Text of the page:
Equipment Exposê - Blue Yeti Blackout Edition
Finding the right microphone to record your audio project can be difficult.
Some are expensive, some are poorly made, some require additional equipment to run properly.
In our opening edition of this column, we'll look at one of the most versatile pieces of recording equipment in your arsenal, the multi Setting USB microphone.
Blue, makes a number of affordable, durable USB microphones with multiple settings to handle various recording environments. Available in a number of colors, these microphones allow for a case full of equipment to be stored within a very compact package.
Let's start with the design, Yeti Mics are modern looking. The brand is fun with cute little character designs in the almost unnecessary instruction manual. Yep, this thing is that easy to set up.
As a USB mic, it plugs directly into your computer's USB ports for all of its power needs, no additional equipment is needed to start recording with this piece.
With 4 settings to help shape where audio is picked up from, you have the equivalent of multiple mics in one which can be quite handy for audio with multiple participants.
Add the durability and ruggedness of the all metal construction to the superb sound quality for a digital mic and you come out with a reasonably priced package that can be a great jack of all trades tool for your audio endeavors.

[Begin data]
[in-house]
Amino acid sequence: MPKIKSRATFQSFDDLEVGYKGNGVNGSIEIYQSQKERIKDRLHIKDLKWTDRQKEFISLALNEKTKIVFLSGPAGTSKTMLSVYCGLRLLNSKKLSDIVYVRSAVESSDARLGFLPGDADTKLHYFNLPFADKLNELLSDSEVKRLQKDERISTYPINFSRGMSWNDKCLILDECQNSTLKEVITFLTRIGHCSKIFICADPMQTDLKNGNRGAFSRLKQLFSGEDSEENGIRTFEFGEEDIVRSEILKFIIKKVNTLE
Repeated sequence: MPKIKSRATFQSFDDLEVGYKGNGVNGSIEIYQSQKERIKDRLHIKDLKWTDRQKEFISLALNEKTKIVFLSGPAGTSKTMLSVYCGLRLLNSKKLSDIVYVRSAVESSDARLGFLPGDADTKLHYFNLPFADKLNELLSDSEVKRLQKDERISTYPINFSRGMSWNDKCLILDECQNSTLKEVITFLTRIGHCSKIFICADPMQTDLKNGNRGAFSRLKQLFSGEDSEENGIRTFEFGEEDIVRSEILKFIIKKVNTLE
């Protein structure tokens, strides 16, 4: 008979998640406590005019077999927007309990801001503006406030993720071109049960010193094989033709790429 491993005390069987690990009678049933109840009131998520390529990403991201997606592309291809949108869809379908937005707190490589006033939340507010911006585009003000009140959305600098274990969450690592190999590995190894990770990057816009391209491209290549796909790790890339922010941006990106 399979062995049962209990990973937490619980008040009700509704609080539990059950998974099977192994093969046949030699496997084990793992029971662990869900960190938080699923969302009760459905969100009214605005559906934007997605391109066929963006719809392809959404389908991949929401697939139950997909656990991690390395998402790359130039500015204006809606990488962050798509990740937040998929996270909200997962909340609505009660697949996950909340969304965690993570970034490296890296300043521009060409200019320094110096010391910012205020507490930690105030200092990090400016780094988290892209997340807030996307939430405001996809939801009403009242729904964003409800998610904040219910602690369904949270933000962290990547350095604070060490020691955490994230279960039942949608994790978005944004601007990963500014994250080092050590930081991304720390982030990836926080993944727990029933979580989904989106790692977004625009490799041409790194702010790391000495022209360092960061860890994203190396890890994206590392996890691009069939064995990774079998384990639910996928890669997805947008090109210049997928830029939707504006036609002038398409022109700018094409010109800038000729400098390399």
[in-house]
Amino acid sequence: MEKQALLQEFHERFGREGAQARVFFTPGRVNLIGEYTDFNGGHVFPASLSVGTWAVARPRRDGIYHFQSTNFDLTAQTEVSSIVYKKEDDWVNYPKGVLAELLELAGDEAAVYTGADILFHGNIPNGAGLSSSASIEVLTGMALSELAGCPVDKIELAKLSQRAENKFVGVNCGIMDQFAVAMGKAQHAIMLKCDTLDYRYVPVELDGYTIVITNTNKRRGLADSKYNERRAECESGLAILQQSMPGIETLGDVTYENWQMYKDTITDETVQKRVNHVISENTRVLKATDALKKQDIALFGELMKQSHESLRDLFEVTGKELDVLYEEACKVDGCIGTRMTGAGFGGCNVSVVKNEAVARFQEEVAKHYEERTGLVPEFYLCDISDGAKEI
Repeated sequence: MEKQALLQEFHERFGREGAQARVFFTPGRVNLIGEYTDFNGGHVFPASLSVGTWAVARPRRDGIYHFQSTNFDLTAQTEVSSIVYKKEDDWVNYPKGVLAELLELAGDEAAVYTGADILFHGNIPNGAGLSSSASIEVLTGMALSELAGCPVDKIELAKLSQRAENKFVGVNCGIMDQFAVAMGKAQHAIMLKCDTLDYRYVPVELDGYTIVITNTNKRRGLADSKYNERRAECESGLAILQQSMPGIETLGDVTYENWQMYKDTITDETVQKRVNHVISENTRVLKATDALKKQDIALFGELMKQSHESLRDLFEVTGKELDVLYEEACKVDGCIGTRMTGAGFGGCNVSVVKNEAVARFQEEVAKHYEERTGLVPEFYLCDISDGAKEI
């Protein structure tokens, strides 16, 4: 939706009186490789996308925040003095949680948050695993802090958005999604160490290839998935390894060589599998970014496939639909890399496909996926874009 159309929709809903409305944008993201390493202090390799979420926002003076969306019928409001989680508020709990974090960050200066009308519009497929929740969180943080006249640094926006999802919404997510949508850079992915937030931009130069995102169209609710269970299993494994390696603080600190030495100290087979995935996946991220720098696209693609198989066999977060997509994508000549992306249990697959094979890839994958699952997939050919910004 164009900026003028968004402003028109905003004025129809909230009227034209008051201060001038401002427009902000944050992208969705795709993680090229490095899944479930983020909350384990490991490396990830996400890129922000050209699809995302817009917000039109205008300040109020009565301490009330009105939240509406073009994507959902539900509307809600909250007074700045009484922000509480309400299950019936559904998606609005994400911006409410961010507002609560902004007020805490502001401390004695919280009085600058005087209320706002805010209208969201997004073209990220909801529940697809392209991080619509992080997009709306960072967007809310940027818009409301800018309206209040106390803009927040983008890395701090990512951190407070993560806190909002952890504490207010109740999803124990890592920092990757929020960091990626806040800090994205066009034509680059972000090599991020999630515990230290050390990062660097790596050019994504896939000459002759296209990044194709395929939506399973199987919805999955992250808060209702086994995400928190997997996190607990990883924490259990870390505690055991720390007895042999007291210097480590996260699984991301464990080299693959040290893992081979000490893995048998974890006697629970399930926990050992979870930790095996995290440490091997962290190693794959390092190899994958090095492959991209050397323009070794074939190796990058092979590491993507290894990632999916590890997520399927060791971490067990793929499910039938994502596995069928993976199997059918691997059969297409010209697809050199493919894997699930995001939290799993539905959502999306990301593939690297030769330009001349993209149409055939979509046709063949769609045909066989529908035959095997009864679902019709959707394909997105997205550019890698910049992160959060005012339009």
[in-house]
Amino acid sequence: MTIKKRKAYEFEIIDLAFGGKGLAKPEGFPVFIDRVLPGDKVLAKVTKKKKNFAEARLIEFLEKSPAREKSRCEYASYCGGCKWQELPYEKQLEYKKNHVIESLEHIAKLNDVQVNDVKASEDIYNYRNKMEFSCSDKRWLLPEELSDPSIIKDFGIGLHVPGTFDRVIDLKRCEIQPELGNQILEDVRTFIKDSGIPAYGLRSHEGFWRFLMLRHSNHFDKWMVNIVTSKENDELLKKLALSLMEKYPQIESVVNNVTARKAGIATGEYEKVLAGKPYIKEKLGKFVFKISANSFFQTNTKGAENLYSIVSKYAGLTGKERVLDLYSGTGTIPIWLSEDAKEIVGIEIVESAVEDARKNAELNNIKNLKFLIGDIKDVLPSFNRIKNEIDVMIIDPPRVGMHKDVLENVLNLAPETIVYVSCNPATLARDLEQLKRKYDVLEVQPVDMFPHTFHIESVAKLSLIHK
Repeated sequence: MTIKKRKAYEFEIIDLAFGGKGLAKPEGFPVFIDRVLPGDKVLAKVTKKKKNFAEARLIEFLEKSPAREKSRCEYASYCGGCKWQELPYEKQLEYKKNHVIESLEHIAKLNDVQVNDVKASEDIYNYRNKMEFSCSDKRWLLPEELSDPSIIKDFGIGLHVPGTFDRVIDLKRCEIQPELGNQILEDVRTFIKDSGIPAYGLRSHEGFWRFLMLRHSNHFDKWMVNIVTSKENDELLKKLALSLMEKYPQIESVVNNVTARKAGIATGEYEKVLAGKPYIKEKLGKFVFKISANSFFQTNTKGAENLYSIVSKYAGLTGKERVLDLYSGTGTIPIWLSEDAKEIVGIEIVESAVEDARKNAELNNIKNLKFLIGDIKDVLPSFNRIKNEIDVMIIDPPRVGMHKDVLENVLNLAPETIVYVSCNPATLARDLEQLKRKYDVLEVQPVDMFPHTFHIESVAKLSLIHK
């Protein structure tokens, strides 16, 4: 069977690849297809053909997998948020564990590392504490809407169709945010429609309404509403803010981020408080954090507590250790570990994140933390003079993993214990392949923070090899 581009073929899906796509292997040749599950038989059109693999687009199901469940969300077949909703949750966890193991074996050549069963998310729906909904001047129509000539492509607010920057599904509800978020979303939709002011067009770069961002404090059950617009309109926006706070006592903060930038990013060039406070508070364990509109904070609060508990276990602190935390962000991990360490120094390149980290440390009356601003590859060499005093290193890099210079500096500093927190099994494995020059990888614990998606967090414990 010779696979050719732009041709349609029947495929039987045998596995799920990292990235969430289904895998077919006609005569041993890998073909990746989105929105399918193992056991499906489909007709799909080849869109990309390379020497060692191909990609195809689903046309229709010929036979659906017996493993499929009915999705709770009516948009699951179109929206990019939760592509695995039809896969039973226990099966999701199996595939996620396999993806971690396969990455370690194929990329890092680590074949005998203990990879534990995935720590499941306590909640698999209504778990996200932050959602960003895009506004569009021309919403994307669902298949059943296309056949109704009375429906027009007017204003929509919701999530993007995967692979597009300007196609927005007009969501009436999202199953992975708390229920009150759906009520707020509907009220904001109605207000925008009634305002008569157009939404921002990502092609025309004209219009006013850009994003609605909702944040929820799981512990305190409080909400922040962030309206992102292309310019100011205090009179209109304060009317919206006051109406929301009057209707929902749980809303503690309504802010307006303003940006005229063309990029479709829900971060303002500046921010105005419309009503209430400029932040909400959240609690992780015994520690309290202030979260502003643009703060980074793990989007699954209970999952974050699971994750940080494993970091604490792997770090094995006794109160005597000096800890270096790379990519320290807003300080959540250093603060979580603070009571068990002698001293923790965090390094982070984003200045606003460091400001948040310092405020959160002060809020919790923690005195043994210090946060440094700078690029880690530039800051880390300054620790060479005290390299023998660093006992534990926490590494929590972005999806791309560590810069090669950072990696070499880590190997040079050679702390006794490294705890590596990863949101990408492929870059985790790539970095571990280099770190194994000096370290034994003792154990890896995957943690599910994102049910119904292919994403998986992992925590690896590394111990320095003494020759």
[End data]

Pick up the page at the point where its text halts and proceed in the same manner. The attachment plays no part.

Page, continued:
As for some of the Yeti's weaknesses, they stem from a few of the same places it gets its strengths. Multi setting recording, especially in a 360 degree circle, tends to pick up quite a bit of background noise, and if your recording room isn't properly insulated, echos can abound.
Additionally, breath noise can tend to be a problem, though can be mitigated with a pop/windscreen and proper technique.
The headphone jack is also a bit awkwardly placed on the underside of the mic, and if your cords is dangling, unplugging your monitor headphones is unfortunately a bit too easy and accidental.
We've put our Blackout edition through quite a bit over the past year or so here at Westport Studios, it still looks great, with the exception of one, small paint chip on the mic stand revealing bare metal, likely a coating defect. The Mic stays tight in its stand generally, but sometimes if can feel like the knobs to adjust this don't turn far enough to secure the main body of the equipment at the right angle.
Overall, this product is a strong addition to any audio setup, and at the price of $129 on Amazon, it can't be beat for price and versatility.